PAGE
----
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California Expected To Be Drought-Free Through 2025 Following Epic Winter Storms

 
 
  Back-to-back blockbuster wet seasons have provided plentiful rain and mountain snow, boosting the snowpack and water supply for millions of people.  
 
 

March 4, 2024

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AccuWeather Global Weather Center – March 4, 2024


AccuWeather meteorologists say the state of California will be free of widespread drought through the end of 2025.

The major announcement comes on the heels of a blockbuster blizzard that dumped more than 80 inches of snow on the mountains of northern and central California.

 

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AccuWeather California Expert Ken Clark says the back-to-back wet and snowy winters are welcome news in the long-term battle against drought, following years of heat waves and lackluster wet seasons that took a toll on reservoirs and underground aquifers.

 

“The combination of the abundance of rain and snow from the winter of 2022-2023, the state of reservoirs currently, and what has happened this winter, gives a high confidence that drought conditions will remain absent in California well into 2025,” said Clark.

 

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Two wild winters in a row

 

Atmospheric rivers and massive snowstorms headlined the 2022-2023 winter season, which wiped away short-term drought concerns in California. 

 

The current wet season started off slow and dry, until the start of 2024. Rounds of mountain snow helped boost the snowpack, followed by a blizzard that dumped more than 80 inches of snow in the Sierra Nevada during the first weekend of March.

 

Six key reservoirs across California have water levels at or well above the historical average.

 

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Reservoir levels will continue to climb in the coming weeks, with the potential for more snowfall before the end of the wet season. Snow will melt as temperatures rise in the spring and summer months, resulting in increased flows in creeks and streams, into rivers and reservoirs. Additional water releases may be needed at some reservoirs to make room for the spring snowmelt.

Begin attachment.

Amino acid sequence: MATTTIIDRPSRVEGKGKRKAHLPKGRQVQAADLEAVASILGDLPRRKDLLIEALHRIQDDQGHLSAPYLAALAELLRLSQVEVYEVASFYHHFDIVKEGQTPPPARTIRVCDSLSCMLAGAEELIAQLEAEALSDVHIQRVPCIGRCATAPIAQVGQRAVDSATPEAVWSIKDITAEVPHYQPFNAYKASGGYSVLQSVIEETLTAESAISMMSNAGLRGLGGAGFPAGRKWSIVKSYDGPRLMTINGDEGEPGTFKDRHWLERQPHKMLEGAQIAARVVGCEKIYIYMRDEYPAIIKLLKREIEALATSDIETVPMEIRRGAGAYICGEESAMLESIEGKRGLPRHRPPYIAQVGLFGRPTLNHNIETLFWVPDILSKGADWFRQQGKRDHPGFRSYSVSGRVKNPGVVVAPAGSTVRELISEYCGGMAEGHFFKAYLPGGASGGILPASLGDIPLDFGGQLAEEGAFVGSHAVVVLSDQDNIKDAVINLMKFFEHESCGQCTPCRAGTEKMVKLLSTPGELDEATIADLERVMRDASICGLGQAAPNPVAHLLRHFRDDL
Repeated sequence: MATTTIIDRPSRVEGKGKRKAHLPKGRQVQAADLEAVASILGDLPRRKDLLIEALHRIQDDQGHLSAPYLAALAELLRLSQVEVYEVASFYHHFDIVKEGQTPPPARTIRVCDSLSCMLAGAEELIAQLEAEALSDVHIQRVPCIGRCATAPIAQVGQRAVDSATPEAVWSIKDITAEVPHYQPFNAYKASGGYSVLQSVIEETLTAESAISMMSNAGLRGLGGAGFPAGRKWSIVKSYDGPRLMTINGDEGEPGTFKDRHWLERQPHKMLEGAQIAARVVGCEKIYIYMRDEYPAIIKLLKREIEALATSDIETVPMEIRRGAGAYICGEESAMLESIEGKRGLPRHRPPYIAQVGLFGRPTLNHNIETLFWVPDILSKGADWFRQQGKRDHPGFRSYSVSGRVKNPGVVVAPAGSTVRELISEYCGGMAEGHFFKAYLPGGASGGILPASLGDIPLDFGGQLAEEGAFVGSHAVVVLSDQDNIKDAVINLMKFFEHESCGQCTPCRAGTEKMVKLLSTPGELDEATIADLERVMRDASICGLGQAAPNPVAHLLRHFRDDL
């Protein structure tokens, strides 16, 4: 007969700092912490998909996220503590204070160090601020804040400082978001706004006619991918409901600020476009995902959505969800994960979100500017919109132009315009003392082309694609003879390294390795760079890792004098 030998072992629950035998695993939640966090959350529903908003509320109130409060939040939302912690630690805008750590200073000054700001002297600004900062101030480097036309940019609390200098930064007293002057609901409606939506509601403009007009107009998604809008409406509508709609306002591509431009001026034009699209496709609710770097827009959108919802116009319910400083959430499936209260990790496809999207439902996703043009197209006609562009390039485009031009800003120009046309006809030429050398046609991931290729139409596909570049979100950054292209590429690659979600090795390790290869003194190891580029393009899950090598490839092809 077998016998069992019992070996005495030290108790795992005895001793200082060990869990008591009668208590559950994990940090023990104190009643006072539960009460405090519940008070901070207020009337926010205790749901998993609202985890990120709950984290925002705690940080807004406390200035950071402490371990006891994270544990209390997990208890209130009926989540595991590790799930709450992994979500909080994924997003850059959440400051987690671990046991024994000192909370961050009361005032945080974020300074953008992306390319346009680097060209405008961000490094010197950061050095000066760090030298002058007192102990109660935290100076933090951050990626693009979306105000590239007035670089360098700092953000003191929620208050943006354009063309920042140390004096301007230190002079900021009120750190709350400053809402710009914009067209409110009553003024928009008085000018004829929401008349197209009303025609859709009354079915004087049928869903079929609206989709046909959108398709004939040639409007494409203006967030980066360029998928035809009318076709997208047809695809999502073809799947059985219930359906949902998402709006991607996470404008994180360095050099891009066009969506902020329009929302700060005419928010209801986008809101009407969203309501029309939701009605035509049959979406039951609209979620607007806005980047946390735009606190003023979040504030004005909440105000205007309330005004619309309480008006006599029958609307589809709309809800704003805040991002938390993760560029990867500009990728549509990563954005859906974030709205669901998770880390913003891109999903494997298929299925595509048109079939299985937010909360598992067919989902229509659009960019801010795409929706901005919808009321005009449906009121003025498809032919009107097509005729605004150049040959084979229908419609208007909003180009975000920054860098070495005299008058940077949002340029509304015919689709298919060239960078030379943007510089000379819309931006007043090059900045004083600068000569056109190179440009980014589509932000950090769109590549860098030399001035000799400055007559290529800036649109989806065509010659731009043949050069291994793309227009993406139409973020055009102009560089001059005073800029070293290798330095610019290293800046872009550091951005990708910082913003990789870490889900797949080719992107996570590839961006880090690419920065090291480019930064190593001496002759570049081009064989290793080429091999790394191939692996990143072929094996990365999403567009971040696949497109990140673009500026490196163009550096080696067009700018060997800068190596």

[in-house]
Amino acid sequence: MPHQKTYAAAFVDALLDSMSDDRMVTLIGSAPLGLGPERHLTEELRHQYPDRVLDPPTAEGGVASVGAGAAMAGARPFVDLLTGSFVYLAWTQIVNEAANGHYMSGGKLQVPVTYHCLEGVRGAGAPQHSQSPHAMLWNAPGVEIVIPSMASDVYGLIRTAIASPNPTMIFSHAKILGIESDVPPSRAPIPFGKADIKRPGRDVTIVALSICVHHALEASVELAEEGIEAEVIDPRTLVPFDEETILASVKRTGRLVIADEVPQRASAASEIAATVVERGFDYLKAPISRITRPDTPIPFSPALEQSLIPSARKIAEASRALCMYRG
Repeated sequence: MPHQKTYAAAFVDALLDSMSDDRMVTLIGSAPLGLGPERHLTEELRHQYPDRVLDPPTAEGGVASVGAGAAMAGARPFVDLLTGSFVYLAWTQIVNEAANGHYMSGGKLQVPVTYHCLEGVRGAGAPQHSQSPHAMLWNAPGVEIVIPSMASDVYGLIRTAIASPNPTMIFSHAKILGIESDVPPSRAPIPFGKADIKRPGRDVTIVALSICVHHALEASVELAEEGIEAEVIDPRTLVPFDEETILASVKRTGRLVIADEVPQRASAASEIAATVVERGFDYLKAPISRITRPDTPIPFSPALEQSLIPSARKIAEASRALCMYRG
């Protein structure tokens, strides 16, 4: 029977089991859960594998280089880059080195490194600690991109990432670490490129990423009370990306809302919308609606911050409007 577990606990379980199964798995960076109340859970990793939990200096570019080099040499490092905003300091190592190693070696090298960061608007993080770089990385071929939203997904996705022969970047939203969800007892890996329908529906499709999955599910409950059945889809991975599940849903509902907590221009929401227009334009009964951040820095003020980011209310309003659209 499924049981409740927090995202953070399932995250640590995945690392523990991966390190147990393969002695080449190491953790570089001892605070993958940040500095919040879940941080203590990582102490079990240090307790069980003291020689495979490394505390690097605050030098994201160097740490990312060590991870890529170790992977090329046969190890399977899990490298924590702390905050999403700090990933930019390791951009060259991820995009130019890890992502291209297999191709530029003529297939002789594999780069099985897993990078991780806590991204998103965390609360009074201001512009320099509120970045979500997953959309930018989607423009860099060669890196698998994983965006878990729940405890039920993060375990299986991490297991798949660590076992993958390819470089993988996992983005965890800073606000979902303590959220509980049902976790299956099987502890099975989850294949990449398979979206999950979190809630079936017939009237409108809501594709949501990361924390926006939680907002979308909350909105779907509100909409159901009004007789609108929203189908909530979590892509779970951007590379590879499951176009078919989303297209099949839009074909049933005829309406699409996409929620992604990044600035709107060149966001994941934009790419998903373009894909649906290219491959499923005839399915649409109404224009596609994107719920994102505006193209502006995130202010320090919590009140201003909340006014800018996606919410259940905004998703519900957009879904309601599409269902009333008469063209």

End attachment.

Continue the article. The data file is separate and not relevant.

In the coming months, should warmth arrive with more intensity than the historic average, there could be localized flooding concerns, especially along creeks and streams, as melting of the massive snowpack accelerates.

When will drought conditions return?

 

The return of widespread drought to California is not a question of if it will happen, but when.

 

It can take just one "dry" wet season to start ringing alarm bells for a new, emerging drought.

 

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AccuWeather experts predict the current El Niño will be swiftly replaced by La Niña before next winter, which increases the likelihood of dry weather on the horizon.

The shift does not guarantee that a new drought is imminent.

“Even if it were a drier than historical average year, the last two winters should prevent any long-term drought problems,” said Clark.

Water management and storage is critical for families and businesses across California, and can have nationwide impacts. 

“In California, water is as precious of a commodity as gold. Every drop of rain and flake of snow needs to be captured. Conservation must never stop,” explained AccuWeather Chief Broadcast Meteorologist Bernie Rayno. “We expect that widespread drought will return to California in the coming years. Drought is a way of life and part of the DNA of California.”

The California Department of Water Resources manages 17 reservoirs. The State Water Project supplies water to nearly 27 million Californians using a network of dams, canals, and pumping plants.

 

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“Water conservation is still very critical. We expect these cycles of plentiful precipitation to drought to be amplified in our changing climate,” said AccuWeather Chief Meteorologist Jon Porter. “Drought conditions will come back to California. It’s just a matter of when.”

The recent trend of ample moisture and rising reservoir levels is a relief for many farmers and ranchers across the Golden State.

“Water is a big economic driver in California. Almost half of the vegetables and fruits produced in the United States come from California. That’s a lot of produce,” said Clark. “About 40 percent of the water used in California goes to some form of farming."

 

What does this mean for wildfire season?

 

The surplus of rain and snow will help lower the overall wildfire risk across much of California this summer and fall, but AccuWeather experts say there will also be an abundance of vegetation again this year, which can fuel fires, especially grass fires.

“Everything is greened up in a lot of areas in California as a result of this plentiful precipitation. Fuels like grasses can dry out quite quickly, especially during time periods where there’s a little bit of wind,” said Porter. “People need to remain vigilant at all times for the the risk of wildfires, especially grass fires, even without widespread drought.”

 

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